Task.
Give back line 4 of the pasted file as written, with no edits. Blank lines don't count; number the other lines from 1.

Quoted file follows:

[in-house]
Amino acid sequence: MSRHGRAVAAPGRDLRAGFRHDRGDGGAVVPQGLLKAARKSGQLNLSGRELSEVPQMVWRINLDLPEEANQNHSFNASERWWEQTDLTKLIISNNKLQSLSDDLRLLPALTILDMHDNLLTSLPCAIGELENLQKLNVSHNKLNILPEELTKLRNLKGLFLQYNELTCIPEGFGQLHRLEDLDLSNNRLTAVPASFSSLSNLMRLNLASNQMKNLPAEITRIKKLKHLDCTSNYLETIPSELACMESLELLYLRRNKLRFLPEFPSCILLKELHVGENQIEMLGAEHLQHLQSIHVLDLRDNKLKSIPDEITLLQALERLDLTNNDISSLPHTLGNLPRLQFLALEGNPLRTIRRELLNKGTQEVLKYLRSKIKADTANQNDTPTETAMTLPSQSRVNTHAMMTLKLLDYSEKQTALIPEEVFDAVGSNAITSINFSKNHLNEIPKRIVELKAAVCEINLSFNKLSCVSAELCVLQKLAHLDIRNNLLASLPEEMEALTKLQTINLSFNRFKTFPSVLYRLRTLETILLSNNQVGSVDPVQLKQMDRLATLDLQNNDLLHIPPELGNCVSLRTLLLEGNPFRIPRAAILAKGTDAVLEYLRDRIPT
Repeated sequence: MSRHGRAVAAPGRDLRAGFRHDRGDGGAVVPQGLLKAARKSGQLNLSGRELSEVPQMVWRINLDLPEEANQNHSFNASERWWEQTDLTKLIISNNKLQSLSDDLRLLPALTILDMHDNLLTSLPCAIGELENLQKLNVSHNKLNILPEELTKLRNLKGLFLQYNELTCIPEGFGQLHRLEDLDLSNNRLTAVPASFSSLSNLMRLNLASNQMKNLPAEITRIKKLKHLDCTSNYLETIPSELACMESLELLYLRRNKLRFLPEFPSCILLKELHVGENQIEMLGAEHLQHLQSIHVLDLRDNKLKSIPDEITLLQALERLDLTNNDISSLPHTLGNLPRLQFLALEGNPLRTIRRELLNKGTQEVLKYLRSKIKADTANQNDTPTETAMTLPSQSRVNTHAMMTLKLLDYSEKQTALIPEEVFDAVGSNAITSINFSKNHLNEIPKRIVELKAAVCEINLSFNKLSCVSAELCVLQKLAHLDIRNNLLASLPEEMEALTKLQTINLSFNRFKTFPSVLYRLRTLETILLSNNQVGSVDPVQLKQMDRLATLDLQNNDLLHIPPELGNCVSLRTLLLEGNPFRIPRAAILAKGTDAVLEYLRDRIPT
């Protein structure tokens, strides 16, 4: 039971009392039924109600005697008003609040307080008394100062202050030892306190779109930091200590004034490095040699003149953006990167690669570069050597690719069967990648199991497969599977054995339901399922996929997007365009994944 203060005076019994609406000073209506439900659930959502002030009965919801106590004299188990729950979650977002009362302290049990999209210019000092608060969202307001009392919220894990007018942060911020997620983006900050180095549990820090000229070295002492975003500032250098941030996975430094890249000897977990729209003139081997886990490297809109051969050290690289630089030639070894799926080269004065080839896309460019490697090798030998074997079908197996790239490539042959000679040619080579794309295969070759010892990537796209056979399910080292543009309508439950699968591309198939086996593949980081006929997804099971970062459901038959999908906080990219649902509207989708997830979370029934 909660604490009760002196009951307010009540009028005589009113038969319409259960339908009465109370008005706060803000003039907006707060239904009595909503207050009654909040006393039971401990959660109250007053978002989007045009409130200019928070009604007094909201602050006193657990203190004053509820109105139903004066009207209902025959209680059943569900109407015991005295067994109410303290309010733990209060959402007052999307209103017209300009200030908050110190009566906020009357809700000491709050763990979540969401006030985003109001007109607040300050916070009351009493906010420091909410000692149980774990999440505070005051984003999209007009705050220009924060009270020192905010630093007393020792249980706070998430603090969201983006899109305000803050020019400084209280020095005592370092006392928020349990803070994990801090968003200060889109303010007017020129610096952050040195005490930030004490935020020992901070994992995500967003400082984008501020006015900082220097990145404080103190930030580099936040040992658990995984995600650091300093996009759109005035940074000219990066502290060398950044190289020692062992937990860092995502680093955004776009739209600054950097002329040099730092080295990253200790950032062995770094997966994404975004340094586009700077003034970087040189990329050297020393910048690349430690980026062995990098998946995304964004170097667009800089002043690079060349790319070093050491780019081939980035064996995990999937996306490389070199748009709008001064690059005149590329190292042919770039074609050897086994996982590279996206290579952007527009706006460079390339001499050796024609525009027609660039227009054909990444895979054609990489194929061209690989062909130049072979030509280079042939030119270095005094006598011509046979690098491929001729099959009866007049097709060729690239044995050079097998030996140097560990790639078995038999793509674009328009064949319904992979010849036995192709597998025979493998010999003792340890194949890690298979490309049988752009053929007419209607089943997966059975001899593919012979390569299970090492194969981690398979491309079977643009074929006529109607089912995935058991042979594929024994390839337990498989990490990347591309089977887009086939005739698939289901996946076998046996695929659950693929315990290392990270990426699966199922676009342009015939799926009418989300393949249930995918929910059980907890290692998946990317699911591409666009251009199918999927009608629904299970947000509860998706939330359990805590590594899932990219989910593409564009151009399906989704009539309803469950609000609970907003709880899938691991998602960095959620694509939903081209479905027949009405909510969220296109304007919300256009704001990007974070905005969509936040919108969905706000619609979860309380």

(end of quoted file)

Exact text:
């Protein structure tokens, strides 16, 4: 039971009392039924109600005697008003609040307080008394100062202050030892306190779109930091200590004034490095040699003149953006990167690669570069050597690719069967990648199991497969599977054995339901399922996929997007365009994944 203060005076019994609406000073209506439900659930959502002030009965919801106590004299188990729950979650977002009362302290049990999209210019000092608060969202307001009392919220894990007018942060911020997620983006900050180095549990820090000229070295002492975003500032250098941030996975430094890249000897977990729209003139081997886990490297809109051969050290690289630089030639070894799926080269004065080839896309460019490697090798030998074997079908197996790239490539042959000679040619080579794309295969070759010892990537796209056979399910080292543009309508439950699968591309198939086996593949980081006929997804099971970062459901038959999908906080990219649902509207989708997830979370029934 909660604490009760002196009951307010009540009028005589009113038969319409259960339908009465109370008005706060803000003039907006707060239904009595909503207050009654909040006393039971401990959660109250007053978002989007045009409130200019928070009604007094909201602050006193657990203190004053509820109105139903004066009207209902025959209680059943569900109407015991005295067994109410303290309010733990209060959402007052999307209103017209300009200030908050110190009566906020009357809700000491709050763990979540969401006030985003109001007109607040300050916070009351009493906010420091909410000692149980774990999440505070005051984003999209007009705050220009924060009270020192905010630093007393020792249980706070998430603090969201983006899109305000803050020019400084209280020095005592370092006392928020349990803070994990801090968003200060889109303010007017020129610096952050040195005490930030004490935020020992901070994992995500967003400082984008501020006015900082220097990145404080103190930030580099936040040992658990995984995600650091300093996009759109005035940074000219990066502290060398950044190289020692062992937990860092995502680093955004776009739209600054950097002329040099730092080295990253200790950032062995770094997966994404975004340094586009700077003034970087040189990329050297020393910048690349430690980026062995990098998946995304964004170097667009800089002043690079060349790319070093050491780019081939980035064996995990999937996306490389070199748009709008001064690059005149590329190292042919770039074609050897086994996982590279996206290579952007527009706006460079390339001499050796024609525009027609660039227009054909990444895979054609990489194929061209690989062909130049072979030509280079042939030119270095005094006598011509046979690098491929001729099959009866007049097709060729690239044995050079097998030996140097560990790639078995038999793509674009328009064949319904992979010849036995192709597998025979493998010999003792340890194949890690298979490309049988752009053929007419209607089943997966059975001899593919012979390569299970090492194969981690398979491309079977643009074929006529109607089912995935058991042979594929024994390839337990498989990490990347591309089977887009086939005739698939289901996946076998046996695929659950693929315990290392990270990426699966199922676009342009015939799926009418989300393949249930995918929910059980907890290692998946990317699911591409666009251009199918999927009608629904299970947000509860998706939330359990805590590594899932990219989910593409564009151009399906989704009539309803469950609000609970907003709880899938691991998602960095959620694509939903081209479905027949009405909510969220296109304007919300256009704001990007974070905005969509936040919108969905706000619609979860309380």